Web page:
How I Trained my unruly Eyes
Another implication of my visual condition is that I have Nystagmus, which for purposes of this discussion means I have absolutely no control over my eye movements. This is what the eye doctors have always told me, this is what I told anyone who asked, and this is what we all believed. Aside from people getting upset because they think I’m rolling my eyes at them, it hasn’t caused me too much trouble. If my experience with Face ID and Attention Detection shows anything, it’s that I may have more control over it than I thought. Here’s the process I wnt through, and I’m betting some of you will be able to do this too.
Taking Selfies to Find the Camera
You might not have realized it, but the iPhone’s front camera has an extremely bright flash. It’s so bright that even though I didn’t have light perception yesterday, I could feel the heat from it. In my case, I still have my eyes rather than prosthetics, so all the nerves are still in tact. I spent a good half hour taking selfie after selfie until I could consistently get the heat of the flash in one or the other of my eyes. You can double-check this by going through photos with VoiceOver, and it will notify you if there are blinking eyes, which tends to happen when a bright light hits them. The next step was to enable Attention Detection, and go through the same process until I could consistently unlock the phone.
Making my eyes move where I want when I want
Here’s the thing to remember: Eyes, regardless of whether or not they are performing their intended function, are a body part. This means, at least for me, that I can make my eyes move in conjunction with another body part, my hands and arms in this case. By holding my phone in both hands at or around the center of my body, I was able to make my eyes go toward the middle of the phone to first find the flash, and to then get that satisfying click sound that means my phone is unlocked. I then had to keep doing it until I could unlock my phone in an amount of time comparable to the time it takes me to use Touch ID.
This post described three barriers I encountered while setting up Face ID on my iPhone, and how I worked around them. I then explained how I trained myself to use the Attention Detection feature to allow myself the most security possible from the device. At this point, I can unlock the phone consistently with Face ID and the Attention feature turned on. I still have failures at this point, but I used to get them all the time with Touch ID. I still haven’t made up my mind on whether or not I like Face ID, but I still have thirteen days. Most telling, though, is the fact I have not brought myself to wipe my old iPhone just yet.
For those of you who have been following along, I’ve decided to make it a goal to make emojis a bigger part of my self expression. The biggest reason for this is that they seem to be more universally understood than regular words, even though my screen reader has an assigned verbal expression for each emoji. How do I know? I’ve never seen a social networking post or text message that was read to me as, “Going to a funeral today. Face with tears of joy.” To those of you who are visual, this message would look like, “Going to a funeral today. 😂”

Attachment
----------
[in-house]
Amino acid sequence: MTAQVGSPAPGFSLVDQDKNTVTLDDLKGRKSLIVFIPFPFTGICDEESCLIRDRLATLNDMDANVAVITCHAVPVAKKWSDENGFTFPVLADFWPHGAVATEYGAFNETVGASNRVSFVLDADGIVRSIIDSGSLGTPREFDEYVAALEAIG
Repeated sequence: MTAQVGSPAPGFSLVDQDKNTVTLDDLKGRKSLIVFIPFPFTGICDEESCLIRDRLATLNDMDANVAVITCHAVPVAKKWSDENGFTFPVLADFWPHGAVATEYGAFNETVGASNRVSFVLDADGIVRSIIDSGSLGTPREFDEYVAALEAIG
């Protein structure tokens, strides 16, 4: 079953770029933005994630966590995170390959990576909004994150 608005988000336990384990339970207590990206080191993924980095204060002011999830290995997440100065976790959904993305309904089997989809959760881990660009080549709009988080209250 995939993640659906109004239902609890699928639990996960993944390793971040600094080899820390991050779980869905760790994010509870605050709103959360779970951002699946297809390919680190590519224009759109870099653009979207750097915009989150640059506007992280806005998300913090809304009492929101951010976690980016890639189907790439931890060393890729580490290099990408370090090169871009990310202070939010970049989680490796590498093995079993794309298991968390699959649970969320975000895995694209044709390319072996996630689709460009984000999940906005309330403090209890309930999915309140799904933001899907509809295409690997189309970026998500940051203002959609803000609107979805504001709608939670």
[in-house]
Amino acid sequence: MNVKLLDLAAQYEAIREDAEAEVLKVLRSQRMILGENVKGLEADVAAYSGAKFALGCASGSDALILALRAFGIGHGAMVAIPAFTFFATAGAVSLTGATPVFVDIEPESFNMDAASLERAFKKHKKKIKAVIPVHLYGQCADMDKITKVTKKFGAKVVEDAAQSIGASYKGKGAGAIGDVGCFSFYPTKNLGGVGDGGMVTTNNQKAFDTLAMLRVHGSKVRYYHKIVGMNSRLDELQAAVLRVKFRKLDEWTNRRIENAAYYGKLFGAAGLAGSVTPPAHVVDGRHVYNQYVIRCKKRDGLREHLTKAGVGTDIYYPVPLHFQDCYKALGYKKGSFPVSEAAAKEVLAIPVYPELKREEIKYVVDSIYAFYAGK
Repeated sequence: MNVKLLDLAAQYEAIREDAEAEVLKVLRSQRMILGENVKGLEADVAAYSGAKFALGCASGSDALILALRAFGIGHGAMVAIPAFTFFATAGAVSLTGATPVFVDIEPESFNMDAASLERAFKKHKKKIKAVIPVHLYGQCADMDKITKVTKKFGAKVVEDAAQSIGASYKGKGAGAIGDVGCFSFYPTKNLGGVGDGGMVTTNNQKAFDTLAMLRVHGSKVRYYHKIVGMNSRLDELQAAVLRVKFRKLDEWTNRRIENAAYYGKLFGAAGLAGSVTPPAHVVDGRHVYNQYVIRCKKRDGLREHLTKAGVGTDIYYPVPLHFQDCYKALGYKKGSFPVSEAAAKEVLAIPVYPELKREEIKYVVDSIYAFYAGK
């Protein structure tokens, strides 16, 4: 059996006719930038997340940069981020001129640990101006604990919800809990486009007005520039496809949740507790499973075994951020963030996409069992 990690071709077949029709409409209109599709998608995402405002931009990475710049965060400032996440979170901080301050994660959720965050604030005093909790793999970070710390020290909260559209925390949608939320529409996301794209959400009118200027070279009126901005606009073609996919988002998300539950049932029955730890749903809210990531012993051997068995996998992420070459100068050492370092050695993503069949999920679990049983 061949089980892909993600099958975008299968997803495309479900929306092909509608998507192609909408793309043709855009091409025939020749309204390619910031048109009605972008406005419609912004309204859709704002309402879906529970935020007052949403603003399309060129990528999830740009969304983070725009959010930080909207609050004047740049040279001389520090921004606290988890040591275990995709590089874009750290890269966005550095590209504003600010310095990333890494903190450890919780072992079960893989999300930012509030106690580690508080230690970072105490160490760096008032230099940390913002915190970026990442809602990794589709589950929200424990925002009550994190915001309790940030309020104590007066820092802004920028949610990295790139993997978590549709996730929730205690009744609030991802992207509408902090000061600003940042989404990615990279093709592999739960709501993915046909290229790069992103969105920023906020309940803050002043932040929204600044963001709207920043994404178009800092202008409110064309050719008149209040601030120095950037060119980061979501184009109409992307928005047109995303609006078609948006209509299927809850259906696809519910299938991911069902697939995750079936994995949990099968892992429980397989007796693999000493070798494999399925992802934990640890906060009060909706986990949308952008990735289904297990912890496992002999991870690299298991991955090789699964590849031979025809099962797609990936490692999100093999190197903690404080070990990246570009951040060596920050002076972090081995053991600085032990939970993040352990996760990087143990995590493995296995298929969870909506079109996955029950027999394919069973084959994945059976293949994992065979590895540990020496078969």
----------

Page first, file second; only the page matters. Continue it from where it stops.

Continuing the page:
When I first proposed the emoji goal, the response I got was something like, why would you want to use those? They take so long to type. The truth is if you’re using a touch screen device with a screen reader like VoiceOver on iPhone, using emojis can be a lengthy process. This post describes two shortcuts you can use to type emojis on your iphone more quickly and efficiently, and without the installation of third party tools.
The Simplest Solution is Somethimes the Best
Most people have forgotten, but emoticons were the first emojis. At a glance, they are made by combining two or more punctuation marks. Here is a complete list for you. On iPhone, when you type an emoticon and insert a space, it is automatically replaced with an appropriate emoji, assuming the device’s autocorrect feature, which will appear in the next section, is enabled. You can make a lot of the most common emojis this way. If you’re looking to use more complex emojis, continue to the next section.
How to Use Text Replacement to Quickly Type Emojis
What is Text Replacement?
here is an article that explains what text replacement is and how to use it. You may wish to read this before proceeding to the steps below if for no other reason than it provides an alternative to my explanation style. Let me just say that before the days of Third party keyboards and Braille screen input for VoiceOver users, this was one of the quickest ways of typing on a touch screen. Now… The fun stuff.
What to Do
Have you read the above link on text replacement yet? If not, this is me strongly recommending that you take the time to go back and do so. … … … Okay, I can see forward is the only direction in which you’re interested in going, so here we go.
For this tutorial, we’ll be telling our iPhone that when we type “lcf” (without quotes) followed by a space, it will be replaced with 😭. Once you do that, you’ll be able to create as many text shortcuts as you like for your own favorite emojis.
- Go to Settings➡️General➡️Keyboards. If you do it right, you should get the screen shown here.
- Next, tap the text replacement option in the middle right of the screen. You should get a screen like this.
- You then need to tap the add (+) in the top right. You should have this screen.
- Fill out the fields as shown here.
- Finally, tap the save button in the top right. Now, the next time you type “lcf” followed by a space, you should get 😭.
Now It’s Your Turn
You should now be able to make your own shortcuts. You can use them to type one emoji like 💩, or a series of emojis like 🦂▶️🐸. The only limits are those of your own creativity. The best part, these are backed up in icloud, so your shortcuts go from device to device.